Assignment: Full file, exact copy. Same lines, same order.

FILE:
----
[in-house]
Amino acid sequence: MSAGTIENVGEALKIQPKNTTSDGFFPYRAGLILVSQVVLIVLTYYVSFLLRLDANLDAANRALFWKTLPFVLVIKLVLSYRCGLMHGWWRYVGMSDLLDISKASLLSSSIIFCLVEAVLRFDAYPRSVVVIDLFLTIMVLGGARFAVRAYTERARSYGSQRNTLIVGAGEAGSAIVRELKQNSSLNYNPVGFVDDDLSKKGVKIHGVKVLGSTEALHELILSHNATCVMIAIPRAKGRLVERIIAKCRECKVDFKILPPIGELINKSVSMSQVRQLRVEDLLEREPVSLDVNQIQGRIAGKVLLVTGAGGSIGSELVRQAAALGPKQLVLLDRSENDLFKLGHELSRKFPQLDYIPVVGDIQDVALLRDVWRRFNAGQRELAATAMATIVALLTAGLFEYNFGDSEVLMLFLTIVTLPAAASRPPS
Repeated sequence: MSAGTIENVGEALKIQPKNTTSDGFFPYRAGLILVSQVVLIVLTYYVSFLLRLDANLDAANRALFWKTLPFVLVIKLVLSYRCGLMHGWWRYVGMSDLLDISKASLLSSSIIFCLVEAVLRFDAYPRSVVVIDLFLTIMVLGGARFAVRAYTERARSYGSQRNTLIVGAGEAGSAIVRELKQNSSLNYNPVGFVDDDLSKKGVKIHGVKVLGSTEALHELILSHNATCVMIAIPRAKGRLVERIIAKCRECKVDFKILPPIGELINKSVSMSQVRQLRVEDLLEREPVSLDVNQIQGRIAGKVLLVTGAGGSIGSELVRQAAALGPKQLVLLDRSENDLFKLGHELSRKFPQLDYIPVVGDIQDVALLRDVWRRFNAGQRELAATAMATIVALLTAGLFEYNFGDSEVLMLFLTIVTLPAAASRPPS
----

[in-house]
Amino acid sequence: MSAGTIENVGEALKIQPKNTTSDGFFPYRAGLILVSQVVLIVLTYYVSFLLRLDANLDAANRALFWKTLPFVLVIKLVLSYRCGLMHGWWRYVGMSDLLDISKASLLSSSIIFCLVEAVLRFDAYPRSVVVIDLFLTIMVLGGARFAVRAYTERARSYGSQRNTLIVGAGEAGSAIVRELKQNSSLNYNPVGFVDDDLSKKGVKIHGVKVLGSTEALHELILSHNATCVMIAIPRAKGRLVERIIAKCRECKVDFKILPPIGELINKSVSMSQVRQLRVEDLLEREPVSLDVNQIQGRIAGKVLLVTGAGGSIGSELVRQAAALGPKQLVLLDRSENDLFKLGHELSRKFPQLDYIPVVGDIQDVALLRDVWRRFNAGQRELAATAMATIVALLTAGLFEYNFGDSEVLMLFLTIVTLPAAASRPPS
Repeated sequence: MSAGTIENVGEALKIQPKNTTSDGFFPYRAGLILVSQVVLIVLTYYVSFLLRLDANLDAANRALFWKTLPFVLVIKLVLSYRCGLMHGWWRYVGMSDLLDISKASLLSSSIIFCLVEAVLRFDAYPRSVVVIDLFLTIMVLGGARFAVRAYTERARSYGSQRNTLIVGAGEAGSAIVRELKQNSSLNYNPVGFVDDDLSKKGVKIHGVKVLGSTEALHELILSHNATCVMIAIPRAKGRLVERIIAKCRECKVDFKILPPIGELINKSVSMSQVRQLRVEDLLEREPVSLDVNQIQGRIAGKVLLVTGAGGSIGSELVRQAAALGPKQLVLLDRSENDLFKLGHELSRKFPQLDYIPVVGDIQDVALLRDVWRRFNAGQRELAATAMATIVALLTAGLFEYNFGDSEVLMLFLTIVTLPAAASRPPS